Residents from Chicago’s New City neighborhood can be forgiven for not being too relieved that convicted killer/rapist Andrew Crawford is eligible for the death penalty.
47-year-old Crawford was found guilty of 11 murders, nine rapes and an attempted murder in a Chicago trial last week.
The reason is they have heard “we got the killer” before. They heard it for years in the South Side neighborhoods of Englewood and New City but the murders of vulnerable women during the 1990’s continued.
In fact, in the same neighborhood and time period Crawford preyed, police charged Hubert Geralds Jr., with six murders, Geoffrey Griffin with one murder – suspecting him of eight more – and Gregory Clepper with fourteen murders.
At one point, police said three killers were murdering women within 12 blocks of each other – two in the same abandoned building.
Police later charged Earl Mack Jr. with one of Clepper’s murders and another suspect with one of Geralds’ murders – making the “South Side strangler” everyone was hoping would be caught possibly six different killers.
Women at Genesis House, a safe house on Chicago’s North side, during the scourge discussed their wives-in-laws – women working with the same pimp – being found strangled in lonely outposts. But few could quit working and most tried not to think about it.
Of course Chicago is famous for John Gacy’s murder of 33 boys. And even today prostitutes on the street experience violence once a month according to a study co-written by the University of Chicago’s Steven D. Levitt, the author of Freakonomics. They are extorted into sex in one out of 20 transactions, he says.
Yet as Crawford is convicted, we know and hear less about the 40 plus women killed by the South Side strangler or stranglers – 80 women if we believe Clepper’s macabre boasting to police – than we know of Tiger Woods’ string of mistresses.
Of course one reason is the Pretty Woman factor wherein people want to think of bought sex as white party girls, punch bowls and billion dollar golfers not the unholy trinity of a woman, the monkey on her back and a man that could kill her that it often is.
“If white middle-class college students are targeted, then it becomes a national case,” Jack Levin, director of the Brudnick Center on Violence at Northeastern University in Boston told the Chicago Tribune in 1999. “If it’s black prostitutes, you’re talking about marginalized people. It doesn’t even get the attention locally.”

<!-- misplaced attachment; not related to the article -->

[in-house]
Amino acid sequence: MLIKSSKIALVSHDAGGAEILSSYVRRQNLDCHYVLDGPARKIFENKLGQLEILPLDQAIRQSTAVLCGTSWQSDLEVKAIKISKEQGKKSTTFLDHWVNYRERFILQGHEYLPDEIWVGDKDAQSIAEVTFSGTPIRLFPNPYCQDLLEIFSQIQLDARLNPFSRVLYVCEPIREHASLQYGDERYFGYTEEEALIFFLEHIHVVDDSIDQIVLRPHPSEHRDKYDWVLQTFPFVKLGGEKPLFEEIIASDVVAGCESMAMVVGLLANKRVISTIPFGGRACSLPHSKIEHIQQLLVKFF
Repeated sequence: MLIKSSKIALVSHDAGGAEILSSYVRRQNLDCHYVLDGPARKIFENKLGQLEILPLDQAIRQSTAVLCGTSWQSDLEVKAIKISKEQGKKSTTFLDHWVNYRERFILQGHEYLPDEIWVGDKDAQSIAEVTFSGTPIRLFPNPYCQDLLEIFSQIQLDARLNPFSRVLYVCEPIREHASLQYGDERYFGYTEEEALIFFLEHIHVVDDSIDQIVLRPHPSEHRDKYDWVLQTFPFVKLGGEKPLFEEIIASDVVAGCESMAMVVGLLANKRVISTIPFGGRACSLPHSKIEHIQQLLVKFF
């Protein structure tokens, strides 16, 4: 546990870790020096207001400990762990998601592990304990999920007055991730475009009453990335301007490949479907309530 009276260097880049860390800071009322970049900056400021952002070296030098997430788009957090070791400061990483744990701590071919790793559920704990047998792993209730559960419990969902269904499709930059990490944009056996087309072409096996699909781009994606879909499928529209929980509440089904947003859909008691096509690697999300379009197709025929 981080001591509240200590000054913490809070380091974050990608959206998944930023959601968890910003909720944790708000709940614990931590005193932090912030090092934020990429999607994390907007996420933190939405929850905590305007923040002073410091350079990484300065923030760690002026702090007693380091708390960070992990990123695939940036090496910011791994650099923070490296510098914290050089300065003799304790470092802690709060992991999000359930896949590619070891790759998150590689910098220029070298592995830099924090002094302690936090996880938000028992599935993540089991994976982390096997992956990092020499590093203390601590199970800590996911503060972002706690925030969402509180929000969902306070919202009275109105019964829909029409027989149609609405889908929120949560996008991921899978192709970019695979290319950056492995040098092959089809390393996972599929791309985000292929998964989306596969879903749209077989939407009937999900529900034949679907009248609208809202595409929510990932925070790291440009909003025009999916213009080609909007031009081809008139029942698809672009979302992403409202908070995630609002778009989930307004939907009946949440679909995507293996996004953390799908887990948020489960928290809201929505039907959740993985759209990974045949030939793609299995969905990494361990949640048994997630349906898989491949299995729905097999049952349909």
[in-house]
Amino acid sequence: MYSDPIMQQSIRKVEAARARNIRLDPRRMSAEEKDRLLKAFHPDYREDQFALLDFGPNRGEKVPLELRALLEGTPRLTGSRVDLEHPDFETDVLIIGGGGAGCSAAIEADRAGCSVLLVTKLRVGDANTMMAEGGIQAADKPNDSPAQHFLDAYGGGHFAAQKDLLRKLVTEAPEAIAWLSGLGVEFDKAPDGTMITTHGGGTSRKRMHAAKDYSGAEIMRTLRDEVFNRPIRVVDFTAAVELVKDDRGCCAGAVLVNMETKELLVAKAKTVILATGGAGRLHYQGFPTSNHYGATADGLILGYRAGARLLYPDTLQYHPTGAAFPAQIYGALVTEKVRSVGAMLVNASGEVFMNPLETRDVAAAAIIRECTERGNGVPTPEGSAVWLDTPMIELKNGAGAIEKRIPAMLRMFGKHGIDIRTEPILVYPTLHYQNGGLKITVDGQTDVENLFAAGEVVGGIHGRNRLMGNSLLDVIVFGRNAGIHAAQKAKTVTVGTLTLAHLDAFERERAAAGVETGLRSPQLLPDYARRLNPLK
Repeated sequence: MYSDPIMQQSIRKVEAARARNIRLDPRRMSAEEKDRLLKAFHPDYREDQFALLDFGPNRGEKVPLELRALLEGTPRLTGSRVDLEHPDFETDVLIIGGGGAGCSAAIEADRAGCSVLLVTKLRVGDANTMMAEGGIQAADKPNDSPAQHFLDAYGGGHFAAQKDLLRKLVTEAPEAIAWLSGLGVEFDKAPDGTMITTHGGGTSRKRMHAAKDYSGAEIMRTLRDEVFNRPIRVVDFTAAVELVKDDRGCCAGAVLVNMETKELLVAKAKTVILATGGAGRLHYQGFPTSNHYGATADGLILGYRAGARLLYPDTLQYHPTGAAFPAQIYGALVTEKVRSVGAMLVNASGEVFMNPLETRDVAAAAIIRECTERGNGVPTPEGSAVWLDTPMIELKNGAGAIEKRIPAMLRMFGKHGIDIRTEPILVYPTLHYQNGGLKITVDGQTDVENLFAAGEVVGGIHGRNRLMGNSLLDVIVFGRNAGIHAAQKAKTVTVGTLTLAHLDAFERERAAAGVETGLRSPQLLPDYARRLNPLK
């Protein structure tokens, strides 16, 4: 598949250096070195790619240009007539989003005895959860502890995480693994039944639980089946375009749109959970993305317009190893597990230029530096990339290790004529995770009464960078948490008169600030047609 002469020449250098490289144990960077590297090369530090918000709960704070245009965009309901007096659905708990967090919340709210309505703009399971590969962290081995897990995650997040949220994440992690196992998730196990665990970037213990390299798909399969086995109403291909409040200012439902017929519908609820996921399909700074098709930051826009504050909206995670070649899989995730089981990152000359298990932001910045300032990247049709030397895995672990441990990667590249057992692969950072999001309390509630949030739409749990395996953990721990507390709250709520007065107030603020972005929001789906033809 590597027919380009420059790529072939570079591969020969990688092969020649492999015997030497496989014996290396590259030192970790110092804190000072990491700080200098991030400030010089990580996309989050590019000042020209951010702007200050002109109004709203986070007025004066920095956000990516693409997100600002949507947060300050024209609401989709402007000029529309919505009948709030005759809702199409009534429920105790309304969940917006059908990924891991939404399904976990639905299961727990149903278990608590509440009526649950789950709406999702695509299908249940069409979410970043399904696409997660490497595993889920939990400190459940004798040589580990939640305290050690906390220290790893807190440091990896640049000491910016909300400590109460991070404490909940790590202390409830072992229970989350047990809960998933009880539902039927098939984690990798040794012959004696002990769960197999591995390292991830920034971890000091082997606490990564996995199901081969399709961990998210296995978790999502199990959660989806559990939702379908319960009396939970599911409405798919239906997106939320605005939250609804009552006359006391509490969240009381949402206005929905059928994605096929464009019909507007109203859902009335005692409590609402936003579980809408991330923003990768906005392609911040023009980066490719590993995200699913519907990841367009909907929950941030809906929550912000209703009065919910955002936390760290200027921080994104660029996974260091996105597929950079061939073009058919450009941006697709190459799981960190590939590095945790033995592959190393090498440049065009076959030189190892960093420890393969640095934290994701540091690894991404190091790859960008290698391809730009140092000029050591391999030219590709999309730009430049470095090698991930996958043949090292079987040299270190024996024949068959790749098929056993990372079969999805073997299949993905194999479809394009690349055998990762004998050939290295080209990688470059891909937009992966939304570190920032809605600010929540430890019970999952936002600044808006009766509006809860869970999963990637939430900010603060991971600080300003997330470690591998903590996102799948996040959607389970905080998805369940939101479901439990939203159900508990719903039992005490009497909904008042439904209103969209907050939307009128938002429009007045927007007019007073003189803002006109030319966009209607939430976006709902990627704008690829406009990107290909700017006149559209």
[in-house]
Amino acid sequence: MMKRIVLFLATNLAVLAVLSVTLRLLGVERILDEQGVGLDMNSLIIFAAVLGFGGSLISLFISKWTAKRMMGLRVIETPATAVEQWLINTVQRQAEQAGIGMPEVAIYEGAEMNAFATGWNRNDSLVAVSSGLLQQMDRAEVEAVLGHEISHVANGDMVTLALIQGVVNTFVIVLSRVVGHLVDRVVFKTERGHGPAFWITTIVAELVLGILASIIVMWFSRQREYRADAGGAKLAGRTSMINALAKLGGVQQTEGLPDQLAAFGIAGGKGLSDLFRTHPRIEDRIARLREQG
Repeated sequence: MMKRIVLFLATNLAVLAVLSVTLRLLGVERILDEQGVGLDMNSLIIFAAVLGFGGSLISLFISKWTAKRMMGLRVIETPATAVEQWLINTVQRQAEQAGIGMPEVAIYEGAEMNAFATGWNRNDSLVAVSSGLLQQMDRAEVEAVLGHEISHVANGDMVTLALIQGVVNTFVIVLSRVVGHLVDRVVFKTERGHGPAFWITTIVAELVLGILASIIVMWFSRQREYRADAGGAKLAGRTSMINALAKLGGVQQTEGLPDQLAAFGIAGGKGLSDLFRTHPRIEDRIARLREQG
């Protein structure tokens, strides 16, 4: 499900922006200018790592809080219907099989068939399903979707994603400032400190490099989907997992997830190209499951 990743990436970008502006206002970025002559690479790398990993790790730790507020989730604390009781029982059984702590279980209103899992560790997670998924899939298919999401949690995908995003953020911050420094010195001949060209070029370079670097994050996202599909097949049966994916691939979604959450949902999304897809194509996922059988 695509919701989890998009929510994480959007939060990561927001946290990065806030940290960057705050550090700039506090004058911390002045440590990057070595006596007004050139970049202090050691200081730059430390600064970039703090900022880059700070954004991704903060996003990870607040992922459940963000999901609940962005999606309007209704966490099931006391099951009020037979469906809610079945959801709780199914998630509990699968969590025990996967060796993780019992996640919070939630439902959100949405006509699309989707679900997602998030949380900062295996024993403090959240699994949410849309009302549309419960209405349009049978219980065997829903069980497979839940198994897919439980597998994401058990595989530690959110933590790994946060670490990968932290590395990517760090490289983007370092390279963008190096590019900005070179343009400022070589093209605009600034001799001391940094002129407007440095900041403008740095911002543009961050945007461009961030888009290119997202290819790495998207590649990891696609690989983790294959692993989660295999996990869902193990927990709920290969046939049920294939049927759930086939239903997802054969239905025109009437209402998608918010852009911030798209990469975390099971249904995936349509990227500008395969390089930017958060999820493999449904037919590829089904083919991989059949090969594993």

But there’s also the fact that families abusive enough to push women to the streets which many or most survival prostitutes have – think the movie Precious – are also families that aren’t heartsick over their absence and don’t report them missing.
And the fact that violence reported to police can be arrantly ignored as in the case of registered sex offender and Cleveland murder suspect Anthony Sowell whom police arrested 37 days after a woman told police he choked and raped her in his house. Sowell is charged with the death of 11 women and suspected of three more.
And finally there is collective denial over society’s throwaway women.
Like Chicago, 60 street prostitutes and drug addicts disappeared from Vancouver’s downtown Eastside neighborhood in the ten years before the arrest of Canadian pig farmer Robert Pickton in 2002. He is charged with 26 of the murders, six of which he was convicted for in 2007. Didn’t anyone notice or care?
Covering Pickton’s trial for orato.com, former sex worker Trisha Baptie says his crimes left her “reeling at the horror at what had been done to the women I used to work alongside on Vancouver’s streets” and that her “soul cried and mourned.”
But she also notes, “If I went missing today, I have total confidence it would be reported; I would be searched for.”
Hopefully Chicago’s most vulnerable women will be able to say the same thing.